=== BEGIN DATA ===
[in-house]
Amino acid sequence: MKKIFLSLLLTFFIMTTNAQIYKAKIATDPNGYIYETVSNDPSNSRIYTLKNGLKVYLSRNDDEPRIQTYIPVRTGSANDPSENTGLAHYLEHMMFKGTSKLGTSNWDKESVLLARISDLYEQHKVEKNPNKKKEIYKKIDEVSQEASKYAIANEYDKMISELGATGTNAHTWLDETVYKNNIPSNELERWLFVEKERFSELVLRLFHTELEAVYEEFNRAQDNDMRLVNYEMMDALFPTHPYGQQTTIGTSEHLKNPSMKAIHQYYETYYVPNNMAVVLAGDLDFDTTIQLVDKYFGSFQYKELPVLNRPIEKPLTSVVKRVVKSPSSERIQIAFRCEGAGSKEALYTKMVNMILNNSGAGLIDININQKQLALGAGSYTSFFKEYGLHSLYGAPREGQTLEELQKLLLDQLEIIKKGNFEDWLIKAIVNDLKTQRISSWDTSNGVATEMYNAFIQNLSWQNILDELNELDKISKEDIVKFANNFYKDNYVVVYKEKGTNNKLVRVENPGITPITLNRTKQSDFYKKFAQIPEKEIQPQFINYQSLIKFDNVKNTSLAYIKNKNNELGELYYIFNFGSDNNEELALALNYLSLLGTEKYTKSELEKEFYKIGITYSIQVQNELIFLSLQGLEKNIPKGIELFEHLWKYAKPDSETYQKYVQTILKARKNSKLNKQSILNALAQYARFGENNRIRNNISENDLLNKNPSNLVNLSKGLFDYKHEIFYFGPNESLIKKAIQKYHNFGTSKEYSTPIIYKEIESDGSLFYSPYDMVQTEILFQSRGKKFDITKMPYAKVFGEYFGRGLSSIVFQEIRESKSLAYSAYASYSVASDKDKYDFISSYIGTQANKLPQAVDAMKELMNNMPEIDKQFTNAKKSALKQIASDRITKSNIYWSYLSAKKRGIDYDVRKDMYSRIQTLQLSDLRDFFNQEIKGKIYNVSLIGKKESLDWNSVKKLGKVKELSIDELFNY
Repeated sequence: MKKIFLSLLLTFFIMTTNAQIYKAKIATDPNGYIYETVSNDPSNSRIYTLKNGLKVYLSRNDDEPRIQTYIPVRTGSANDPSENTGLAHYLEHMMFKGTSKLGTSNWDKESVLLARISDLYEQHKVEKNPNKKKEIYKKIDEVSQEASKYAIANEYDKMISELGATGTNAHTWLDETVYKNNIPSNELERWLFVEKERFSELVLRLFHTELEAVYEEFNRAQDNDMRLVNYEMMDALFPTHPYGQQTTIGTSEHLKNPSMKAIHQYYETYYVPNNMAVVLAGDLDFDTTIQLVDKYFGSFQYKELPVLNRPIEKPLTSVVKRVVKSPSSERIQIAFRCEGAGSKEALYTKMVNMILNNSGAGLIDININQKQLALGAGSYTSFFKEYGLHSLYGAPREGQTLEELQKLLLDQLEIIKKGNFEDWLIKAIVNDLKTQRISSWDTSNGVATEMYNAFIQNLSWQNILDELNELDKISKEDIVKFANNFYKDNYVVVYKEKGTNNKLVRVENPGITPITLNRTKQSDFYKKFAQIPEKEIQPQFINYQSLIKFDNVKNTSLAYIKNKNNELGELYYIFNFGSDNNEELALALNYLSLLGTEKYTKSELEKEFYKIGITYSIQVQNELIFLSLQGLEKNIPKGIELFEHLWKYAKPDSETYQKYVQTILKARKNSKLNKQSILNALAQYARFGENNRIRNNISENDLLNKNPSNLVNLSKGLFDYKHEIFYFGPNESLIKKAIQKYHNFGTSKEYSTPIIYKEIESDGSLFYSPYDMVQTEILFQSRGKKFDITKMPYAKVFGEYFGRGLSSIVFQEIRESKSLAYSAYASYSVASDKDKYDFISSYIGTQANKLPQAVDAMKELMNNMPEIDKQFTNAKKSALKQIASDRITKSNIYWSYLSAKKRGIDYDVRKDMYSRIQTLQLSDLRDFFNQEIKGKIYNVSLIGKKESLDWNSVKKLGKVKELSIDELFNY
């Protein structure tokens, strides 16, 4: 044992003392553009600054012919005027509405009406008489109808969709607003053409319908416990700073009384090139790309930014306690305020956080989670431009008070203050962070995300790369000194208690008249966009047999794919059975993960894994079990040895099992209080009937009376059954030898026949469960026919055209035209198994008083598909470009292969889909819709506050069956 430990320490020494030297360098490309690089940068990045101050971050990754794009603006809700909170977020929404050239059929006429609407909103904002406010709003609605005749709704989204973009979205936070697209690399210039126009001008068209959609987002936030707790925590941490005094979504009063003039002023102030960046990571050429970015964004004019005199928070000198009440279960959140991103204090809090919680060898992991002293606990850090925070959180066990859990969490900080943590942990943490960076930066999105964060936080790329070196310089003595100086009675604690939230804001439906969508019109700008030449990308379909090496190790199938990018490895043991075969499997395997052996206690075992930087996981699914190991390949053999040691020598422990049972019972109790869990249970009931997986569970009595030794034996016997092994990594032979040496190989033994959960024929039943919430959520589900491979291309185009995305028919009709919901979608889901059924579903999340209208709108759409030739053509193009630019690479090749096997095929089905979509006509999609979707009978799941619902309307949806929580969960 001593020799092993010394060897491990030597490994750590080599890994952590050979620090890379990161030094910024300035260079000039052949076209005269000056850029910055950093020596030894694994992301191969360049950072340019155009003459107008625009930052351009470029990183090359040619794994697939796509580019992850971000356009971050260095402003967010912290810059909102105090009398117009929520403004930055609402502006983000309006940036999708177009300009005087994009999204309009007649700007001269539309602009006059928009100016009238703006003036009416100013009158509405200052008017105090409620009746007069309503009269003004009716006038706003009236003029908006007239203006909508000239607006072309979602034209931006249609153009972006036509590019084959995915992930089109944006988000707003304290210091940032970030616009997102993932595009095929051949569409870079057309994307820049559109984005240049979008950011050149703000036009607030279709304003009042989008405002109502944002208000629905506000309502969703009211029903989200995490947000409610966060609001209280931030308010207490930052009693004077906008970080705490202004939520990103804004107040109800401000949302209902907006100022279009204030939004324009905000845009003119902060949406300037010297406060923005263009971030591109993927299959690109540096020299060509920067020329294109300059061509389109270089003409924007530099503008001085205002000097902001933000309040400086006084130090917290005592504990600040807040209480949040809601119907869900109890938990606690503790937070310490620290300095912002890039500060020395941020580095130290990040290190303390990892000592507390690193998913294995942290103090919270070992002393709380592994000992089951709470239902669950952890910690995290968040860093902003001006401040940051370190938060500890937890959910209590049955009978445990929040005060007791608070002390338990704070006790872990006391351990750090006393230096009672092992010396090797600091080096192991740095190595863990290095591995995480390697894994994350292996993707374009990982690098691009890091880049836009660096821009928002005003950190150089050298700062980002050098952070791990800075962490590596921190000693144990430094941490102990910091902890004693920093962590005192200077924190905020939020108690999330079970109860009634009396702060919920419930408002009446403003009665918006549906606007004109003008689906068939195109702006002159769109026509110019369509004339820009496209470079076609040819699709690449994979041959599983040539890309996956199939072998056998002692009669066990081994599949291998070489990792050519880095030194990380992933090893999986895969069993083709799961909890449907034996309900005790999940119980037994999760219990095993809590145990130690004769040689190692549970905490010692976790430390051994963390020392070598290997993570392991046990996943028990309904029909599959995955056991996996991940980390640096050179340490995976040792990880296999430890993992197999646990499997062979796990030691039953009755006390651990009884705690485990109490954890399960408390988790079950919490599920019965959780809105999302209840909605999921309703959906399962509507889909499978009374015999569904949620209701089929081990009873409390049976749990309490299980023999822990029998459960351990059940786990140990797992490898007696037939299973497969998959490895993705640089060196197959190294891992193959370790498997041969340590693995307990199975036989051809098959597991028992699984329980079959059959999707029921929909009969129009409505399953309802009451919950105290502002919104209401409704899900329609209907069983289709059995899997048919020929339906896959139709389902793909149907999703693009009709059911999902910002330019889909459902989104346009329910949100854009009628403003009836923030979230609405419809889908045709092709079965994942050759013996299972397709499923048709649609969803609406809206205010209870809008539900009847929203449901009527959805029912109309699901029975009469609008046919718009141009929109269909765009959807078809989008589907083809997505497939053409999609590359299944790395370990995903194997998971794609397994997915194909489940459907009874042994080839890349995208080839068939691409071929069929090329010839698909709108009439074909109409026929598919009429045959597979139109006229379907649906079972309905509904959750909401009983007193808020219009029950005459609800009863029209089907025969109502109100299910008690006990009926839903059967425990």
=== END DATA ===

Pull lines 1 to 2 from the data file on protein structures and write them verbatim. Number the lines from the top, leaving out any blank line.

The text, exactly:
[in-house]
Amino acid sequence: MKKIFLSLLLTFFIMTTNAQIYKAKIATDPNGYIYETVSNDPSNSRIYTLKNGLKVYLSRNDDEPRIQTYIPVRTGSANDPSENTGLAHYLEHMMFKGTSKLGTSNWDKESVLLARISDLYEQHKVEKNPNKKKEIYKKIDEVSQEASKYAIANEYDKMISELGATGTNAHTWLDETVYKNNIPSNELERWLFVEKERFSELVLRLFHTELEAVYEEFNRAQDNDMRLVNYEMMDALFPTHPYGQQTTIGTSEHLKNPSMKAIHQYYETYYVPNNMAVVLAGDLDFDTTIQLVDKYFGSFQYKELPVLNRPIEKPLTSVVKRVVKSPSSERIQIAFRCEGAGSKEALYTKMVNMILNNSGAGLIDININQKQLALGAGSYTSFFKEYGLHSLYGAPREGQTLEELQKLLLDQLEIIKKGNFEDWLIKAIVNDLKTQRISSWDTSNGVATEMYNAFIQNLSWQNILDELNELDKISKEDIVKFANNFYKDNYVVVYKEKGTNNKLVRVENPGITPITLNRTKQSDFYKKFAQIPEKEIQPQFINYQSLIKFDNVKNTSLAYIKNKNNELGELYYIFNFGSDNNEELALALNYLSLLGTEKYTKSELEKEFYKIGITYSIQVQNELIFLSLQGLEKNIPKGIELFEHLWKYAKPDSETYQKYVQTILKARKNSKLNKQSILNALAQYARFGENNRIRNNISENDLLNKNPSNLVNLSKGLFDYKHEIFYFGPNESLIKKAIQKYHNFGTSKEYSTPIIYKEIESDGSLFYSPYDMVQTEILFQSRGKKFDITKMPYAKVFGEYFGRGLSSIVFQEIRESKSLAYSAYASYSVASDKDKYDFISSYIGTQANKLPQAVDAMKELMNNMPEIDKQFTNAKKSALKQIASDRITKSNIYWSYLSAKKRGIDYDVRKDMYSRIQTLQLSDLRDFFNQEIKGKIYNVSLIGKKESLDWNSVKKLGKVKELSIDELFNY